Reserved servers don't know their own access code

It’s currently impossible for reserved servers to know their own access code (returned by TeleportService:ReserveServer()) without using DataStoreService, MemoryService, or unreliable teleport data.

The game I’m developing has a server browser, and, depending on the place type, servers report their access code for easy access. Unfortunately, servers do not know their access code, so I created a “Fingerprint” system as a hacky workaround. It “stamps” an access code associated with a privateServerId with MemoryStoreService right before teleportation, so when the reserved server starts up it can easily reference its own code.

There are multiple issues with this approach:

  1. MemoryStoreService could be down, resulting in a “dead” (locked, unjoinable) server and all players being booted and rejoined.

  2. This is unnecessary MemoryStoreService usage.

  3. This is just generally hacky and there is much room for error.

If Roblox were to address this issue, it would allow me to create a server browser without the threat of servers becoming “dead”.


Can’t you just do game.PrivateServerId or am I missing something?

Alas, no. PrivateServerIds are not valid access codes. Access codes can only be retrieved from the result of ReserveServer, prior to teleportation/the server’s startup.

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The only real way to do this is to pass the codes on as teleport data. I think this is a great idea to have servers be able to report their own codes (in server space obviously).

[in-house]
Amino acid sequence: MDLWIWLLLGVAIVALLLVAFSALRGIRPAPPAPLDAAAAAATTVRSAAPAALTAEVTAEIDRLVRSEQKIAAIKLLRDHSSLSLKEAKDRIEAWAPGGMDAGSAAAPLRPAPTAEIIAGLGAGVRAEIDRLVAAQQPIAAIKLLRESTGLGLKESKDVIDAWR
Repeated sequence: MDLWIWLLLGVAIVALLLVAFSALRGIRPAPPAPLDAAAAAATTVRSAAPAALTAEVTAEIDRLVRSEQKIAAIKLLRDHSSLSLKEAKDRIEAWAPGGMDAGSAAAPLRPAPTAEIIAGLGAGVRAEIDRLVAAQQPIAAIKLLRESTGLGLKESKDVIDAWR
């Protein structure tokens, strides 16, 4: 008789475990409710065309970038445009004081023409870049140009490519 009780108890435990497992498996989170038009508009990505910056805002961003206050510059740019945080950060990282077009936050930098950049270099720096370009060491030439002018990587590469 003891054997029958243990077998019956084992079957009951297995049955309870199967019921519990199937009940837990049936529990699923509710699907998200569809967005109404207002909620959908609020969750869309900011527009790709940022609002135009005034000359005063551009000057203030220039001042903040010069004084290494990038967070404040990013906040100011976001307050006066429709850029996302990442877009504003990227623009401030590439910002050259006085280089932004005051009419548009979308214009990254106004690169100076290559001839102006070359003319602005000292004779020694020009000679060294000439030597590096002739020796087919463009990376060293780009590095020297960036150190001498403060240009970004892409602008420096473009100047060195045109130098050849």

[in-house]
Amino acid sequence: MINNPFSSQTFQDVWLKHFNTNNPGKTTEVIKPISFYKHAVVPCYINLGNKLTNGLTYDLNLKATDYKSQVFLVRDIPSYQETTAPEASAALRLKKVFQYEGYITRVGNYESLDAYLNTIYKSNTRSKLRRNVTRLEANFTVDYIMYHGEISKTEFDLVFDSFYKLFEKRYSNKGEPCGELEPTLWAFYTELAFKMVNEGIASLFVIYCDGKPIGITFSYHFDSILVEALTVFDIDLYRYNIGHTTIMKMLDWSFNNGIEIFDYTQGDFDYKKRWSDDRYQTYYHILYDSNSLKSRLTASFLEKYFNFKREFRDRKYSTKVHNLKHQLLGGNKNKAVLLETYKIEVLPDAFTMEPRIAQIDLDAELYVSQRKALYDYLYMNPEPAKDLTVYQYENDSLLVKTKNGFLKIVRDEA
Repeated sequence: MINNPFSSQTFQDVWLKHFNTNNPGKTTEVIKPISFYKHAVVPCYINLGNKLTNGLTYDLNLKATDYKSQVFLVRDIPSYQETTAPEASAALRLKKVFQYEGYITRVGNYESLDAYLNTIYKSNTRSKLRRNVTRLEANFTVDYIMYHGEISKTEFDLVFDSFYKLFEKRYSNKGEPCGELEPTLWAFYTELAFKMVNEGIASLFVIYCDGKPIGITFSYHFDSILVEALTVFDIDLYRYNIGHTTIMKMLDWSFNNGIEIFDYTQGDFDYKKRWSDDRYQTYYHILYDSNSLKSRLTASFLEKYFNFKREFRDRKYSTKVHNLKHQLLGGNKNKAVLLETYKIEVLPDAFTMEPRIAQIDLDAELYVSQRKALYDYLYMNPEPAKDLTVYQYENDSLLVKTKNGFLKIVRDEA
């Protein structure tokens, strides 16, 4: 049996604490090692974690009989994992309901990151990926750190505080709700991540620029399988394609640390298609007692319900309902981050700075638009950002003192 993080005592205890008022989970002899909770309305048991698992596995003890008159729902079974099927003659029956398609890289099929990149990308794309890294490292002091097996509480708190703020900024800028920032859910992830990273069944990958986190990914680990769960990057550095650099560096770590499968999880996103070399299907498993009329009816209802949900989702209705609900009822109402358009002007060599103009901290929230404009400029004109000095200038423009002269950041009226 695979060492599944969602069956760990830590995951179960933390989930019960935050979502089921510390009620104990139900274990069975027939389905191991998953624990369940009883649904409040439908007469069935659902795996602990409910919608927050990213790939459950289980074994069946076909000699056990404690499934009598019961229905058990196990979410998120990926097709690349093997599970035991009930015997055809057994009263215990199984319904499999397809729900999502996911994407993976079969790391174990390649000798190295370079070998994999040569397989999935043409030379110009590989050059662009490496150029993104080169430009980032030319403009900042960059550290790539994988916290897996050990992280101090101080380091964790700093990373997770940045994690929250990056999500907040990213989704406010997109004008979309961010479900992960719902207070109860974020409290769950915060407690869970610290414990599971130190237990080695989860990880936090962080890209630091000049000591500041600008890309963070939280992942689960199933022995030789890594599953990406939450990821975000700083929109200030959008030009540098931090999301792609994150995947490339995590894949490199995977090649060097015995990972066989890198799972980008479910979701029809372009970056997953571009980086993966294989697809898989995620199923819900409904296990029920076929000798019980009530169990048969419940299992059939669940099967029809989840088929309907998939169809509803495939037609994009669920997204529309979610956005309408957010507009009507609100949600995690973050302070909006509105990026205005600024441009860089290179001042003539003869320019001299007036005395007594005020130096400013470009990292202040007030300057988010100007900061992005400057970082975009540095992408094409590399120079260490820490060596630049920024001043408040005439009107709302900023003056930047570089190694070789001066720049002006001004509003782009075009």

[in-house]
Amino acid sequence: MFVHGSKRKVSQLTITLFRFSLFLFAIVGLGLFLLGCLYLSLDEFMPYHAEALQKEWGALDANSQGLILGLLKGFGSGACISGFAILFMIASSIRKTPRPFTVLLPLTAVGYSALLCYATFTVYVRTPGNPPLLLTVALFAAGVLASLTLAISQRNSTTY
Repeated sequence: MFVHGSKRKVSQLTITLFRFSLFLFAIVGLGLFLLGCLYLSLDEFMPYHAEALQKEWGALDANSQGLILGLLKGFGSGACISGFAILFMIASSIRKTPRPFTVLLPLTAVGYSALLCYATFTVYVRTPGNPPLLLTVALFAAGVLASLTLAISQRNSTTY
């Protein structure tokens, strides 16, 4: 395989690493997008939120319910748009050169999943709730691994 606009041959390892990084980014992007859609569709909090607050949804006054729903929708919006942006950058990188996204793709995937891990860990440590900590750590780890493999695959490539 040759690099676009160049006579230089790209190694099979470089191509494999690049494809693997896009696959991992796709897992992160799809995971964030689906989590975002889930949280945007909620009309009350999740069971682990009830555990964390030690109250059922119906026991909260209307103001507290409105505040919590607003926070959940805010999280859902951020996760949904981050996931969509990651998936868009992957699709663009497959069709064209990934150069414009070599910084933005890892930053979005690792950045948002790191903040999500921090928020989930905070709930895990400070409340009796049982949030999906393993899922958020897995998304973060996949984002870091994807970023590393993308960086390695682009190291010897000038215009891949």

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Although I do somewhat agree that it’d be nice for servers to be able to know their own access codes with maybe a property that doesn’t replicate across the server/client boundary (only set on the server), I think that the rationale here is a little shaky. Fingerprinting is not hacky for lack of any other way to actually associate a reserved server with an access code.

ReserveServer just issues server tickets at no cost but it doesn’t actually create any servers. Every server can have an instance of it that’s alive when there’s a non-zero number of players in it (JobId does not persist between servers, your clue-in to that idea). They’re designed to be thrown away easily if you don’t need them anymore - yes, the access code and reserved server would still effectively exist, but no instances of it would ever run if you threw away that information.

Server instances aren’t alive when no one is in them, so how this would help you as a developer if this feature was implemented is not entirely clear. The difference between this feature being implemented and the current state is that it would remove developers’ need to track access codes for reporting, so fundamentally this doesn’t remove the “dead server (instance)” issue. You should focus on why you really need this which is that you want to avoid writing that infrastructure yourself and conserve cloud storage space.

It would be nice and convenient but I don’t think it’s necessary. Current methods are strong, supported and built to fit many codebases. I think you underestimate the capacity of MemoryStoreService, the especially-best solution for dealing with matchmaking now, because it looks like it has low numbers, unless you’re speaking from experience and currently see yourself maxing out its capacity frequently including on high traffic days.


I’ve used TeleportData with no issues. It will take the data from the first person who joins the new server rather than using MemoryStoreService.

This approach seems to be really stable in my experience and I’ve found no issues with it so far.

I realize I kind of glossed over why TeleportData was not an option for me in OP. Here are the main reasons:

  1. TeleportData is player-linked, so data passed through it is meant to be related to the player. Failing to do so means you’re not using the API the way it’s meant to be used, which in my opinion provides a reason not to use it like that.

  2. TeleportData is insecure—this I did mention in OP albeit unexpanded upon. According to the documentation, players (exploiters) can spoof their TeleportData, providing a gateway for all kinds of mischief when using TeleportData with essential functions (such as server identity) in mind. I personally cannot take this risk.